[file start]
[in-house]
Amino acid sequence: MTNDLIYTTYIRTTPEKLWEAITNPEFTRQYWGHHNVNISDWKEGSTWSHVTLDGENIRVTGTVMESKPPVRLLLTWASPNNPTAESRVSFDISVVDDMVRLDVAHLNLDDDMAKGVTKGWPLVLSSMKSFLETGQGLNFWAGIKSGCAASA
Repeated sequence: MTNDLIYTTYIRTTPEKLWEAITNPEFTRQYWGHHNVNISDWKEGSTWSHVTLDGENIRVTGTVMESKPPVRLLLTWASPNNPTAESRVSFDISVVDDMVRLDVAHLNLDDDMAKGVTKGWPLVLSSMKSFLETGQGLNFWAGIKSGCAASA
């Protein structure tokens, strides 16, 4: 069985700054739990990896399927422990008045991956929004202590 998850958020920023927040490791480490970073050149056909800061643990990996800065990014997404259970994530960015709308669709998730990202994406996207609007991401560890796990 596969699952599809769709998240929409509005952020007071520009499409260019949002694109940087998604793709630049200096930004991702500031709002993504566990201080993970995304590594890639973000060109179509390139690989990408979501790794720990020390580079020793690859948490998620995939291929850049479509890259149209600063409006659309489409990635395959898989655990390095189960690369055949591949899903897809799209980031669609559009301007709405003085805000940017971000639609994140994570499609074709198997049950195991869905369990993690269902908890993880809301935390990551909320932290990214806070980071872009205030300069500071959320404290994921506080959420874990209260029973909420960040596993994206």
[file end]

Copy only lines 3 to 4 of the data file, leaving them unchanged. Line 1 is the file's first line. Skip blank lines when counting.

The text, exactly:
Repeated sequence: MTNDLIYTTYIRTTPEKLWEAITNPEFTRQYWGHHNVNISDWKEGSTWSHVTLDGENIRVTGTVMESKPPVRLLLTWASPNNPTAESRVSFDISVVDDMVRLDVAHLNLDDDMAKGVTKGWPLVLSSMKSFLETGQGLNFWAGIKSGCAASA
């Protein structure tokens, strides 16, 4: 069985700054739990990896399927422990008045991956929004202590 998850958020920023927040490791480490970073050149056909800061643990990996800065990014997404259970994530960015709308669709998730990202994406996207609007991401560890796990 596969699952599809769709998240929409509005952020007071520009499409260019949002694109940087998604793709630049200096930004991702500031709002993504566990201080993970995304590594890639973000060109179509390139690989990408979501790794720990020390580079020793690859948490998620995939291929850049479509890259149209600063409006659309489409990635395959898989655990390095189960690369055949591949899903897809799209980031669609559009301007709405003085805000940017971000639609994140994570499609074709198997049950195991869905369990993690269902908890993880809301935390990551909320932290990214806070980071872009205030300069500071959320404290994921506080959420874990209260029973909420960040596993994206």